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Since blight is wind born if it's in your area you will get it. this year we grew new certified potatoes in a space they have not been grown in at least 30 years. (nor had they been grown within half a mile in the last 5) we got blight at the same time as normal and just as hard. There is no way to avoid blight.
 
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Ethanol  can trigger dormant potatoes to sprout. Therefore, you might try soaking them in beer after washing with water.

 
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I grow store bought, organic potatoes all the time.  But, I wouldnt bother with the non-organic as it is too much of a risk, go to the trouble of the garden space to not have a yield, since many are sprayed.  More often though I start with seed potatoes and save my own from year to year.  I have some seed potatoes that were originally store bought organic, the russets, they are the variety Norkotah ( which I likely misspelled).  The reason I had planted some of those a few years ago is that my planting season is early than other areas and I had not planned ahead and ordered in the fall, and also since they were so far gone in storage, even I thought they should just be planted !  Those store bought Norkotah were organially grown and I bought them from Azure Standard ( they have a web site and truck delivery to alot of the continental USA ) they have a very good reputation on their sourcing, so I could trust that they actually were organic.  Some stuff labelled organic, yes, maybe some places "cheat.  Another source for you could be yoru local farmers market, so regular potatoes locally grown to you, likely these are not treated, so ask at the farmers market.  

I just mail ordered a new variety to be planted here, soon, to add to the ones I saved from last year, and these I bought recently from Peaceful Valley Farm ( GrowOrganic.com) and since they are also in CA, they could send to my area now, when I need them.  It looks like you, the original poster, are also in California, so go to their website.  They are shipping within CA right now, if you cant figure it out, call them.  They also have fair pricing on seed potatoes, compared to many venders.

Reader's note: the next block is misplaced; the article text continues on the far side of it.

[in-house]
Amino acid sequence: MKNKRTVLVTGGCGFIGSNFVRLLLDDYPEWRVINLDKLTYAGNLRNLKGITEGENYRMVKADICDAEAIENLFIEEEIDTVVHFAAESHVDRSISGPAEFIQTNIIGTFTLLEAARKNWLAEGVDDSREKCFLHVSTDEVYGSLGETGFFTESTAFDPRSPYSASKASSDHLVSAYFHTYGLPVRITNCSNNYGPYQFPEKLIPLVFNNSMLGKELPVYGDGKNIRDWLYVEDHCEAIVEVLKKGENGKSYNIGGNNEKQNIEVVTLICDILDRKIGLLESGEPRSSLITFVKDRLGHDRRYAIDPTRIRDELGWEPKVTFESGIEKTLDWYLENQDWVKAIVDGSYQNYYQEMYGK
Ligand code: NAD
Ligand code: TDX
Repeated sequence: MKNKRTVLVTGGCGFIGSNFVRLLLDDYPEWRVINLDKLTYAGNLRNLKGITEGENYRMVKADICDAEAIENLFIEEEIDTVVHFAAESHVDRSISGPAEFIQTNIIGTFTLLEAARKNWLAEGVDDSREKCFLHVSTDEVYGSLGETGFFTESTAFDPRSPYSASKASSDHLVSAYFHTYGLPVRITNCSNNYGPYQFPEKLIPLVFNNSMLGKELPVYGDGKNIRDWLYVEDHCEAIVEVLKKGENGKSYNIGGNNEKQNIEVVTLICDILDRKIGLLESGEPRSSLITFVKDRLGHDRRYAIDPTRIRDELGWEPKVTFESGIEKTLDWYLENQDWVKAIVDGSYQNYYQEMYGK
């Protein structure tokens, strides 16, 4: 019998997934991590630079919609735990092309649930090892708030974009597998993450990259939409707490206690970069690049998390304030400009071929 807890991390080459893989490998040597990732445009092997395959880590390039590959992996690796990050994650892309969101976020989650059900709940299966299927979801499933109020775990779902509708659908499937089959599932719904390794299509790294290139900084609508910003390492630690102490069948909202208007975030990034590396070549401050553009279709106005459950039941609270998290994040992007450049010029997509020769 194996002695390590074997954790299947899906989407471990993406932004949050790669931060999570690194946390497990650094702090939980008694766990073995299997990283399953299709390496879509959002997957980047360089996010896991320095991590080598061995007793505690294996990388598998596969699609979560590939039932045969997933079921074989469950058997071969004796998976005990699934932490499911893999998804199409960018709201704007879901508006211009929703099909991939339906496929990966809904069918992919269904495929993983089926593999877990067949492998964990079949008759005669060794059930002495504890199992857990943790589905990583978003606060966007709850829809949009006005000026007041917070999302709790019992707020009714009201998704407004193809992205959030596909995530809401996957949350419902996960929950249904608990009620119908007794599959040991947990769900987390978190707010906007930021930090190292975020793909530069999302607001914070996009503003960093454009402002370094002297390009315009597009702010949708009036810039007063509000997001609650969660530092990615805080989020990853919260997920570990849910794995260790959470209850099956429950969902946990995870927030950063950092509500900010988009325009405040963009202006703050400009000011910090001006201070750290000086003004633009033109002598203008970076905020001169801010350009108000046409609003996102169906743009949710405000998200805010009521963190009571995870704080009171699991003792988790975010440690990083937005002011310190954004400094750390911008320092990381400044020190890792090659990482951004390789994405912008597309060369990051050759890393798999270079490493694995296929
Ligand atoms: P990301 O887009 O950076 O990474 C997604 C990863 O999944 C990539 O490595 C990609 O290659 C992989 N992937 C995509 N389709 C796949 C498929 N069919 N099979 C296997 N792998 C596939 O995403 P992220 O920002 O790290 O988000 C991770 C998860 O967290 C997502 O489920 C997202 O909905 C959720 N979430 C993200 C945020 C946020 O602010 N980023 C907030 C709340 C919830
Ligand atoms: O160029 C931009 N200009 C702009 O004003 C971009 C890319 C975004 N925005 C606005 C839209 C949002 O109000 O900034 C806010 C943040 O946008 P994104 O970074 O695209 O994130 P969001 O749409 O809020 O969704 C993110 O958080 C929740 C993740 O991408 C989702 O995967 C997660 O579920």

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Most store bought potatoes seem to sprout without a wash or treatment. Or you can go the route of organic ones. If the ones you have aren't spouting then please stop buying that brand immediately. It is dangerous and covered in toxic gick.

Even if seed potatoes seem expensive, compared to you leftovers, they are a one time investment. Unless you growing to seed to discover genetics that have been lost, you are buying a known type that will clone true again and again. Kind of like apples.

 
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You can force potatos to sprout by putting them in a box with a slice of apple. Redhawk told me about this and it allowed me to use my spring crop for a fall planting.
 
Samuel Palmer
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wayne fajkus wrote:You can force potatos to sprout by putting them in a box with a slice of apple. Redhawk told me about this and it allowed me to use my spring crop for a fall planting.


Could you clarify please? So you put them in a box with a slice of apple that will rot or am i not keeping it in there for long?
 
Samuel Palmer
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Joseph Lofthouse wrote:Ethanol  can trigger dormant potatoes to sprout. Therefore, you might try soaking them in beer after washing with water.


What percentage? Does it need to something strong or can i just use a diluted wine mixture?
 
Joseph Lofthouse
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Samuel Palmer wrote:

Joseph Lofthouse wrote:Ethanol  can trigger dormant potatoes to sprout. Therefore, you might try soaking them in beer after washing with water.


What percentage? Does it need to something strong or can i just use a diluted wine mixture?



0.5% ethanol is sufficient.
 
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Put tubers in a plastic bag with a splash of 70% ethyl alcohol for 48 hours and then wait.  It breaks dormancy on some, but not others.  The sprout inhibitors usually aren't very effective anyway.  Patience will almost always result in sprouts.

That said, if you are planning to grow potatoes long term, don't grow grocery store potatoes.  There are many common potato pathogens but most of them will never trouble you if you don't introduce them to your garden.  Some are nearly impossible to get rid of once you do.
 
wayne fajkus
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Samuel Palmer wrote:

wayne fajkus wrote:You can force potatos to sprout by putting them in a box with a slice of apple. Redhawk told me about this and it allowed me to use my spring crop for a fall planting.


Could you clarify please? So you put them in a box with a slice of apple that will rot or am i not keeping it in there for long?